Alice Day, one of our regional leaders at the time, was never a stranger. She introduced me to everyone at this conference. I learned from her how friendly and encouraging this group of like-minded nurses were. She taught me the importance of networking and sharing of ideas. As Faith Roberts, RN, magnet coordinator at Carle Hospital and SGNA keynote speaker, would say, “If something was a ‘pebble in my shoe’, it was probably a pebble in someone else’s shoe, also.” Through networking with others we could discuss those issues and share solutions. Although the “Elvis Party” has phased into a reception that highlights the hosting city, what better place to network than at the SGNA Annual Course. I love making new friends every year and reconnecting with past ones.
My work with the SGNA Education Committee: Being part of this committee gave me insight into the amount of work that went into providing and promoting education to the society. We answered questions like, “What does the membership need?” and “What is the best format to present that information?”
I’m very proud of the work the committee did during my time with them. We reviewed and revised resources that nurses rely on in everyday practice. We have a great resource in our SGNA headquarters staff. They are here to serve us.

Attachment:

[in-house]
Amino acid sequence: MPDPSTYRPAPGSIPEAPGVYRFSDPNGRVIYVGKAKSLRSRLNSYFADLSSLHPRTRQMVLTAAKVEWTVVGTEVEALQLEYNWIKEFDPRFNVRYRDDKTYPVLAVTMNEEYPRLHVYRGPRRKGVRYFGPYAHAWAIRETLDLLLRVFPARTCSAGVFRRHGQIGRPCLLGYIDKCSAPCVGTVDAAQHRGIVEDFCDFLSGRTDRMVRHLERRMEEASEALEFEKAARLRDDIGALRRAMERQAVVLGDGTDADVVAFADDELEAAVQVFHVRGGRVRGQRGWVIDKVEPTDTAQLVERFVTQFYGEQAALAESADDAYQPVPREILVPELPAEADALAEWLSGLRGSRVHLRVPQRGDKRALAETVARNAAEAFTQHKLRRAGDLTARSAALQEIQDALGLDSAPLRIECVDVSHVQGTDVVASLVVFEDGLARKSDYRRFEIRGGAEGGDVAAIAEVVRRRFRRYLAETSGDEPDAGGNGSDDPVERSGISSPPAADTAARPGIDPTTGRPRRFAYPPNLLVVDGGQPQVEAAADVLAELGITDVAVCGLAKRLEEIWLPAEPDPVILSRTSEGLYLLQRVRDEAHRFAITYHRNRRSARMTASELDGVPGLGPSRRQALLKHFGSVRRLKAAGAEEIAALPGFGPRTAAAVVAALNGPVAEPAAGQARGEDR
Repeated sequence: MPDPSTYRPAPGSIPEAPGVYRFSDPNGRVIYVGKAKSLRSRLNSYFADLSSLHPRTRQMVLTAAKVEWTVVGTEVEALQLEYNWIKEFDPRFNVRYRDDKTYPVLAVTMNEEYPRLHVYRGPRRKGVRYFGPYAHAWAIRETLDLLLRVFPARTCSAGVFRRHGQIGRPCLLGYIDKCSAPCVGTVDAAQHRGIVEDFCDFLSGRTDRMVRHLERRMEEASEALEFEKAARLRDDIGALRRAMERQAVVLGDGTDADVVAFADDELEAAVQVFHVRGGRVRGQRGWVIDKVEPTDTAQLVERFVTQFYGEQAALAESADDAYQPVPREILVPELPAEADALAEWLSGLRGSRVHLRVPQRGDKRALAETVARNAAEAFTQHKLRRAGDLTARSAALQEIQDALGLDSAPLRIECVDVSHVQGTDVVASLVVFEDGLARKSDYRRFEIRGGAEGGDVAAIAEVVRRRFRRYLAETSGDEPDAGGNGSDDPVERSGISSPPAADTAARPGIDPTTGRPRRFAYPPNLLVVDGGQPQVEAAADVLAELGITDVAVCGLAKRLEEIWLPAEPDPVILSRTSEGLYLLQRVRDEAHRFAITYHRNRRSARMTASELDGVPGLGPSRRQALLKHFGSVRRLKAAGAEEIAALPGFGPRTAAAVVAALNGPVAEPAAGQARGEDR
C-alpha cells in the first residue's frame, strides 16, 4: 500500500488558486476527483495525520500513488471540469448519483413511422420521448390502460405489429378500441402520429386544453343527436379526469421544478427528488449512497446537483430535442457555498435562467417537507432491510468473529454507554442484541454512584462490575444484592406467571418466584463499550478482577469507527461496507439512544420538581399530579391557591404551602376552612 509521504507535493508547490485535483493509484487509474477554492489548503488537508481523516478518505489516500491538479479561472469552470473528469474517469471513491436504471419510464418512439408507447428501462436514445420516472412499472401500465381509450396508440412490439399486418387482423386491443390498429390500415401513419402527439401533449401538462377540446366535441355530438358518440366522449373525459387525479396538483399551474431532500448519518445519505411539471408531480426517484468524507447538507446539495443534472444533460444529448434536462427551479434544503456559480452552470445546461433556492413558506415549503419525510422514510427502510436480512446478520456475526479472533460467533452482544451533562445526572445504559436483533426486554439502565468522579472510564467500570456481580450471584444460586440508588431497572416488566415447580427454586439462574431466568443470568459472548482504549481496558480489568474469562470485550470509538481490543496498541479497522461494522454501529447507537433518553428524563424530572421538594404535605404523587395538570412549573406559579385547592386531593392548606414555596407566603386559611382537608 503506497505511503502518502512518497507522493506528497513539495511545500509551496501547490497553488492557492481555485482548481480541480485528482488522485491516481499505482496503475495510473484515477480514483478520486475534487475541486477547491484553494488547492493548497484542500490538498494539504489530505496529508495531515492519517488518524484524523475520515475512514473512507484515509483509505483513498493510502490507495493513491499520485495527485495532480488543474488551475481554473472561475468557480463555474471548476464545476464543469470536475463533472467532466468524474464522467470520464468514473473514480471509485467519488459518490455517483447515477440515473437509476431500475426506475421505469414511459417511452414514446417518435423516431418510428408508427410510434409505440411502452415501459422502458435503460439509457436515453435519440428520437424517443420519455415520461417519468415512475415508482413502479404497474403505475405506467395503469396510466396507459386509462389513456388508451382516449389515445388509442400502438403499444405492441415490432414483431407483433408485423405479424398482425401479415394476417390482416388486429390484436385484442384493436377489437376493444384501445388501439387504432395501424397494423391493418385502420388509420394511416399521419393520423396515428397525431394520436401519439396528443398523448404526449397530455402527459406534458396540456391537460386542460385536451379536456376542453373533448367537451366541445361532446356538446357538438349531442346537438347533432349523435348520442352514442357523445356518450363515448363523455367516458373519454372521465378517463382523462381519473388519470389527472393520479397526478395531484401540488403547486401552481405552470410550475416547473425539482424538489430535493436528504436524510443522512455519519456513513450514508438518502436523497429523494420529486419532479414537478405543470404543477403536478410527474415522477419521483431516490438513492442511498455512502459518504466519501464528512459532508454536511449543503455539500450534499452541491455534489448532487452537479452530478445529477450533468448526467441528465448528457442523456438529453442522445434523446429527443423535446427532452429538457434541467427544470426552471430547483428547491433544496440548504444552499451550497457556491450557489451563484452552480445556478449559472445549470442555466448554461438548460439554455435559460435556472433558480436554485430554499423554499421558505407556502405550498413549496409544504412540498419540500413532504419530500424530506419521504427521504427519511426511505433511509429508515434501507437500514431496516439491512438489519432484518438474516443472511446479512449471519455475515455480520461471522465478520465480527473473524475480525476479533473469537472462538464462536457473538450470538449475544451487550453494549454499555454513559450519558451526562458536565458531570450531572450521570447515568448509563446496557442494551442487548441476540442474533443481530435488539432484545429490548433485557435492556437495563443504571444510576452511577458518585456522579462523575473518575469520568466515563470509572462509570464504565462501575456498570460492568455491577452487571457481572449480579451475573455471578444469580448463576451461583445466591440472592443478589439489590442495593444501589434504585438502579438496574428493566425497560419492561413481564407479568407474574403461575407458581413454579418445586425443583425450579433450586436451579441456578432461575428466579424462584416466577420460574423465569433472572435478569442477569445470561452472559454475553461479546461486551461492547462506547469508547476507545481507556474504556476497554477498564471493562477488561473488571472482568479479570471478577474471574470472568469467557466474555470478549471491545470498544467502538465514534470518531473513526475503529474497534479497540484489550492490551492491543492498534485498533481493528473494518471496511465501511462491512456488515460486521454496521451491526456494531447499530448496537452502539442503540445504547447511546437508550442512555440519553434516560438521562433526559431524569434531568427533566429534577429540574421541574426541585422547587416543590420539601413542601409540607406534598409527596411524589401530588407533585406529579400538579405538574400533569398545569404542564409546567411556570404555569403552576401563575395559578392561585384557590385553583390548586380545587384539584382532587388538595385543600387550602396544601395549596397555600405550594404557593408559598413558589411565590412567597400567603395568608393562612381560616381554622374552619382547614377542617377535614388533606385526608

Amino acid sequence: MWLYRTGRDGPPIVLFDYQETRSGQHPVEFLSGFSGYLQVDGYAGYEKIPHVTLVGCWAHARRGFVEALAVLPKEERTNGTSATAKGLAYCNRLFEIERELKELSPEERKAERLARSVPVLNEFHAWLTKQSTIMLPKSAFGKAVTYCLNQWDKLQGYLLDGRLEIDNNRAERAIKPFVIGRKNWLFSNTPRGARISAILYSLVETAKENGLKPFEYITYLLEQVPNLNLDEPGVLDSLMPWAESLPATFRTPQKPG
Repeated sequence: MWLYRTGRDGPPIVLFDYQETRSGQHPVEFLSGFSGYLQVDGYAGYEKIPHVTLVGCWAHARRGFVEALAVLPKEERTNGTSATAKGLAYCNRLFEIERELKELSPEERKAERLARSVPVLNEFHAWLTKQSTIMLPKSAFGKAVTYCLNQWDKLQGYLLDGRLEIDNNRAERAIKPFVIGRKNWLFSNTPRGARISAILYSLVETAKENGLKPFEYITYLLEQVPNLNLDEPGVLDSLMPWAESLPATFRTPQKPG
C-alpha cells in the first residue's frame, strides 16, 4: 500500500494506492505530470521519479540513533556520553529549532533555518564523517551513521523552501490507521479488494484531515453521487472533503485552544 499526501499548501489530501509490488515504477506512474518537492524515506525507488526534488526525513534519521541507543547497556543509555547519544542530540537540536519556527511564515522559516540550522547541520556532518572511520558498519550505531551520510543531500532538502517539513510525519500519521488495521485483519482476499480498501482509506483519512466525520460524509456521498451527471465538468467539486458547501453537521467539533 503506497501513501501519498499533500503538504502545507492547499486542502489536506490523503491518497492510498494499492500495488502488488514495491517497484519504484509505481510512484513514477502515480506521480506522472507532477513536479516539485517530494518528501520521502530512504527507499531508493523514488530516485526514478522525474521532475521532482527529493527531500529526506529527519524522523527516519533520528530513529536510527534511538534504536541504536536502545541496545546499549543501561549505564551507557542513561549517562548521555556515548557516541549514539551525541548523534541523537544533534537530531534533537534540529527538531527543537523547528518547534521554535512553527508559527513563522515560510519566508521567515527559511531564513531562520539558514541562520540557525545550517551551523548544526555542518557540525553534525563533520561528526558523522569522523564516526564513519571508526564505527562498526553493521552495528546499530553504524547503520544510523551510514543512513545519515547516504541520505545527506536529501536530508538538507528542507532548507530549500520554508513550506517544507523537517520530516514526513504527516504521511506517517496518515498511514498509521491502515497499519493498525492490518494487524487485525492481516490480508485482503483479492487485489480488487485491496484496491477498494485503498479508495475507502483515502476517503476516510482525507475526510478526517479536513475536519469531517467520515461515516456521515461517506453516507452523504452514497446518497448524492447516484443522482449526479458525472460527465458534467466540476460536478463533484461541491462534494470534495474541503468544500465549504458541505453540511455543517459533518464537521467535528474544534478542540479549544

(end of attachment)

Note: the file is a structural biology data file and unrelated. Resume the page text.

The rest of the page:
What does receiving this award mean to you?
I am truly blessed to be a part of one of the best work families, and SGNA is an integral part of our work culture. Loralee Kelsey, my preceptor, introduced me to SGNA on my first day of orientation. She knew the importance of creating a solid foundation. She knew that SGNA provided the resources a new nurse needed. The Core Curriculum was my go-to book. Whenever we looked at department policies and procedures, we would look at SGNA guidelines and position statements.
The fact that I am being honored with this award for doing something I love doing seems so unreal. SGNA has given me the opportunity and resources to share my passion of learning and, in turn, teaching. I’m able to share this with my peers and with my patients so we can promote evidence-based healthcare in all of our decisions.
What advice do you have for an SGNA member who wants to be more involved with their regional society?
Volunteering is one of the best things I have ever done. I have grown so much as a GI nurse and have been mentored by some remarkable GI nurses throughout our region. I encourage every member to volunteer at whatever level they feel comfortable. You’ll make new friends and gain insight to what SGNA has to offer.
In our region, we have several opportunities for members to volunteer. It can be as simple as helping at our Voices in GI conference by greeting attendees as they arrive, or by introducing one of the speakers. Or it can be more long-term like running for an open board position. When you volunteer you are never, ever doing it alone. We are all there, learning and working together.